SAS, the Cary-based analytical software company, will build off of its longstanding partnership with NC State and embed full-time data scientists within the N.C. Plant Sciences Initiative (N.C. PSI) to collaborate on various research efforts.
The N.C. PSI is bringing together experts from academia, government and industry to drive interdisciplinary research that will increase crop yields, create new varieties, extend growing seasons, enhance sustainability and produce new and improved technologies.
“NC State is proud to have SAS partner in the N.C. Plant Sciences Initiative, a critical effort to keep the university at the forefront of plant science research and education, and to keep North Carolina agriculture competitive in a global market,” said NC State Chancellor Randy Woodson. “SAS’s support will help secure NC State as a global leader in agriculture-related data and analytics that will help growers make data-driven decisions and more efficiently and effectively feed a growing world population.”
Ongoing advances in agricultural research and farm management practices are helping improve food production, but the advent of artificial intelligence and advanced analytics may hold the key to agriculture’s future. Recent estimates suggest there will be more than 4 million data points generated by individual farms each day by 2050.
“The N.C. Plant Sciences Initiative will enhance plant breeding and genetics, improve farm production practices, and advance the development and integration of precision agriculture techniques and technologies like drones, sensors, artificial intelligence, and machine learning,” said College of Agriculture and Life Sciences Dean Richard Linton. “One of the initiative’s biggest challenges is our ability to collect and translate large amounts of complex data into useful information that can help researchers and farmers make better informed, real-time decisions. This new partnership with SAS will be pivotal in helping us harness the power of data to improve agricultural outcomes and provide global consumers a higher quality, more accessible food supply.”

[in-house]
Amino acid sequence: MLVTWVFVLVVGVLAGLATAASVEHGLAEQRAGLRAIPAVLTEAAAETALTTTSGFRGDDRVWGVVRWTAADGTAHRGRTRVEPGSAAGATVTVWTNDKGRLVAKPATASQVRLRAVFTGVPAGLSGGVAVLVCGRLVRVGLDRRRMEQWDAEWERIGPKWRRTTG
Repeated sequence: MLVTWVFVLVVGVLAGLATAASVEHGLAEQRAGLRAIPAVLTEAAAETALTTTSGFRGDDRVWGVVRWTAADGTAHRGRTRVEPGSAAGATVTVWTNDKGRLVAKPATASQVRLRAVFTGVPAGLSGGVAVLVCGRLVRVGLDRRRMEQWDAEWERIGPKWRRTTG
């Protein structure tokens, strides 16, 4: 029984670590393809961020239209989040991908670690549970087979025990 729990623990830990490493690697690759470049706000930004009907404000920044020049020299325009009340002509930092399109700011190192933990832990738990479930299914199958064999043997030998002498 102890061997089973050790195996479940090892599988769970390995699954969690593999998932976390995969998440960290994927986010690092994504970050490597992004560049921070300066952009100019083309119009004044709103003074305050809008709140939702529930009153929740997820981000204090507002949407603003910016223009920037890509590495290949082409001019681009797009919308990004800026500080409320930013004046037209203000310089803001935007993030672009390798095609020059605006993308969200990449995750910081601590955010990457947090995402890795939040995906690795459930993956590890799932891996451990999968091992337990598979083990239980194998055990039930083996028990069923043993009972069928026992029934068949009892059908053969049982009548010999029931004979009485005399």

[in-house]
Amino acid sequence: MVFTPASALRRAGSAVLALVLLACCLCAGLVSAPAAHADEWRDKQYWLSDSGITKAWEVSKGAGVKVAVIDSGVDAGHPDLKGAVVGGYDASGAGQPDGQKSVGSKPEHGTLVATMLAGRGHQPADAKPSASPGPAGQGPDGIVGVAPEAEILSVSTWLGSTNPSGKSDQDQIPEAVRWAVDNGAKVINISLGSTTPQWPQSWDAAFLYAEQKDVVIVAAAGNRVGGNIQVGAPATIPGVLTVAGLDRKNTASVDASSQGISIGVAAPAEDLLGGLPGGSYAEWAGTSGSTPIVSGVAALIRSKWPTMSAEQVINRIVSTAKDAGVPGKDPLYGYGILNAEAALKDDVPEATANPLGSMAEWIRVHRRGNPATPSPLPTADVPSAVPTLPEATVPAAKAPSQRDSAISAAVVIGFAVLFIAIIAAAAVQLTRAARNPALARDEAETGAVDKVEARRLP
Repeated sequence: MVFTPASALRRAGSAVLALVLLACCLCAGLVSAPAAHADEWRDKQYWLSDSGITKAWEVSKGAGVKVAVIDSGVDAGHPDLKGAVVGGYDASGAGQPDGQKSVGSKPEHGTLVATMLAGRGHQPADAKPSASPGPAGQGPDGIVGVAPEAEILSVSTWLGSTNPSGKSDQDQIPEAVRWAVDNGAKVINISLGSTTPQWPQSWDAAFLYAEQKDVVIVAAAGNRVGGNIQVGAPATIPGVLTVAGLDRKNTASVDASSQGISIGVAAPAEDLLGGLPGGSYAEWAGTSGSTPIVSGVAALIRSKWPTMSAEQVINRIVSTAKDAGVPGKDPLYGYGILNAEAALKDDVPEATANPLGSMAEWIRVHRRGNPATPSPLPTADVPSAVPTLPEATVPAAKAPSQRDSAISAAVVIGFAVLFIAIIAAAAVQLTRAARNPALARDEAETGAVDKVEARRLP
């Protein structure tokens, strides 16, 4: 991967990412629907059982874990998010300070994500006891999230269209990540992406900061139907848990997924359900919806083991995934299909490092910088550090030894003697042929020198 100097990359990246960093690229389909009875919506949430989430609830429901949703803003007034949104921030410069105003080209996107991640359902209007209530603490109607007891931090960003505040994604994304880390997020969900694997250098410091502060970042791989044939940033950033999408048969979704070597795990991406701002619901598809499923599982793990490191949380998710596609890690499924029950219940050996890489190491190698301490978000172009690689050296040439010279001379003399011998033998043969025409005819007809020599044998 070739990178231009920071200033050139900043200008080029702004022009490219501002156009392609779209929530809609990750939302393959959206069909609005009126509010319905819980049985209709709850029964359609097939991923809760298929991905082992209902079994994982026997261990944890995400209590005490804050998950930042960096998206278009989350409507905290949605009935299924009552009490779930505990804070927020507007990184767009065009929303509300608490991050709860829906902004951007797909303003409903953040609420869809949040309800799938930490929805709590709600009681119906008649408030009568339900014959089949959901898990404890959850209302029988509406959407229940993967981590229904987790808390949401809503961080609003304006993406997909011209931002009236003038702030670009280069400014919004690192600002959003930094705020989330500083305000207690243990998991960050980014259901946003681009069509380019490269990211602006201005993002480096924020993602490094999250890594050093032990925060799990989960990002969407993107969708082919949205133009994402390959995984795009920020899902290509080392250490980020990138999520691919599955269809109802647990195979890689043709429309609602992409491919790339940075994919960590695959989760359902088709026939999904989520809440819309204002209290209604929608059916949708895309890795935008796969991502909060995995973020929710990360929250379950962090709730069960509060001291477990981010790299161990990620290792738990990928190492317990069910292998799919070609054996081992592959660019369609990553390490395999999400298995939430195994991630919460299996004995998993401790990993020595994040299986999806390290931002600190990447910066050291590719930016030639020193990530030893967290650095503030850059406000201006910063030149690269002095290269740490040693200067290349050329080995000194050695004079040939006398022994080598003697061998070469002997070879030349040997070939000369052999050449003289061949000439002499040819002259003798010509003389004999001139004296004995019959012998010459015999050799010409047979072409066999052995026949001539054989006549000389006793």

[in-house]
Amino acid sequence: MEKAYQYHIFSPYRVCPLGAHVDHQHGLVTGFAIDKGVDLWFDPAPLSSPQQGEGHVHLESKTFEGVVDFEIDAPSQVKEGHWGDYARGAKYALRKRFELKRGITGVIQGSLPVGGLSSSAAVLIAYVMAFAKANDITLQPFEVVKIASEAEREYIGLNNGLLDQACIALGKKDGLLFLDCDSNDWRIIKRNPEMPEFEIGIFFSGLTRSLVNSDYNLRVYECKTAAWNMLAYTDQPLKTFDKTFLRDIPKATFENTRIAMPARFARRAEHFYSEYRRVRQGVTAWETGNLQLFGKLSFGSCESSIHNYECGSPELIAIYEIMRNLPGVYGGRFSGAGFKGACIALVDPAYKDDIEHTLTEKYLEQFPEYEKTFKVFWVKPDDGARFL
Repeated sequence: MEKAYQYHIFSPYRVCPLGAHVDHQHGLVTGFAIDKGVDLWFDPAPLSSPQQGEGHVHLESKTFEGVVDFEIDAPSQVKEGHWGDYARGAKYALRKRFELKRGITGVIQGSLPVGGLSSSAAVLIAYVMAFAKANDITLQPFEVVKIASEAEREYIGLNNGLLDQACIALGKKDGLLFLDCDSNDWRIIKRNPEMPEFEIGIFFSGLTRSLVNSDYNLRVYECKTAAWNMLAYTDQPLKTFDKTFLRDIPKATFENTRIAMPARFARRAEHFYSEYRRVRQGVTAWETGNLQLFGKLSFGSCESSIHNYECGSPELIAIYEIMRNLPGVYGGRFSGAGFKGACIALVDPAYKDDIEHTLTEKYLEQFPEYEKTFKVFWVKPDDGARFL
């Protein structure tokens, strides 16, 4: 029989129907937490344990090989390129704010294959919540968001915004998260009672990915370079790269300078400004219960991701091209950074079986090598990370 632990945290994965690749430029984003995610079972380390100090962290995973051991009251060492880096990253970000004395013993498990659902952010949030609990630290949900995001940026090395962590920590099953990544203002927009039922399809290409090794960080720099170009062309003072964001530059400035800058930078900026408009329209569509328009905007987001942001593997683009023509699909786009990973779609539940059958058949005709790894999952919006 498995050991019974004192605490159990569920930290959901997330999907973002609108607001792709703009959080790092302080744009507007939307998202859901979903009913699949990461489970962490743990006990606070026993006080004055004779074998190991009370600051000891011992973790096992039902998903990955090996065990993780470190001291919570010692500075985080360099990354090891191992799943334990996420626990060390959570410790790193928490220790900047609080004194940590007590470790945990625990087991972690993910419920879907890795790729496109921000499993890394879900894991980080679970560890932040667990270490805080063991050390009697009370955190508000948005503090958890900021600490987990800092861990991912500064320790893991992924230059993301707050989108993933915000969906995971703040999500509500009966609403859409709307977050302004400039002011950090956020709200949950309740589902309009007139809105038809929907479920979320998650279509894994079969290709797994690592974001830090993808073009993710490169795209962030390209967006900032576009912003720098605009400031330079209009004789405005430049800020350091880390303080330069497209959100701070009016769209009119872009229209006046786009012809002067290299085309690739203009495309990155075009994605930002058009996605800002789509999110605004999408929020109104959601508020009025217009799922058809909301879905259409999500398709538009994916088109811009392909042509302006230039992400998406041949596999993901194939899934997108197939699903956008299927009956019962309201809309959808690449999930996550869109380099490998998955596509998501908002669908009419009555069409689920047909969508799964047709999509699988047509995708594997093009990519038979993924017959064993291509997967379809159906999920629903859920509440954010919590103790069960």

SAS was born at NC State, where the company’s first project was analyzing crop yield data. Honoring its roots, SAS is forging a new agricultural technology business unit to help growers and agribusiness leaders turn this exploding amount of farm and agricultural data into insights that inform safe and secure food production. The SAS Global Academic Program is also developing resources to help train the next crop of agricultural analytics experts.
“Our company’s heritage uniquely positions SAS to address these challenges,” said SAS CEO Jim Goodnight. “We’re at a critical point in human history where the threat of widespread hunger is more real than ever. We have the opportunity to help farmers be more productive through the power of AI and analytics and get more food from fields to tables around the world.”
This public-private partnership will enhance agricultural research and analytics talent development to support feeding a burgeoning world population, estimated to exceed 10 billion by 2050.
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This post was originally published in College of Agriculture and Life Sciences News.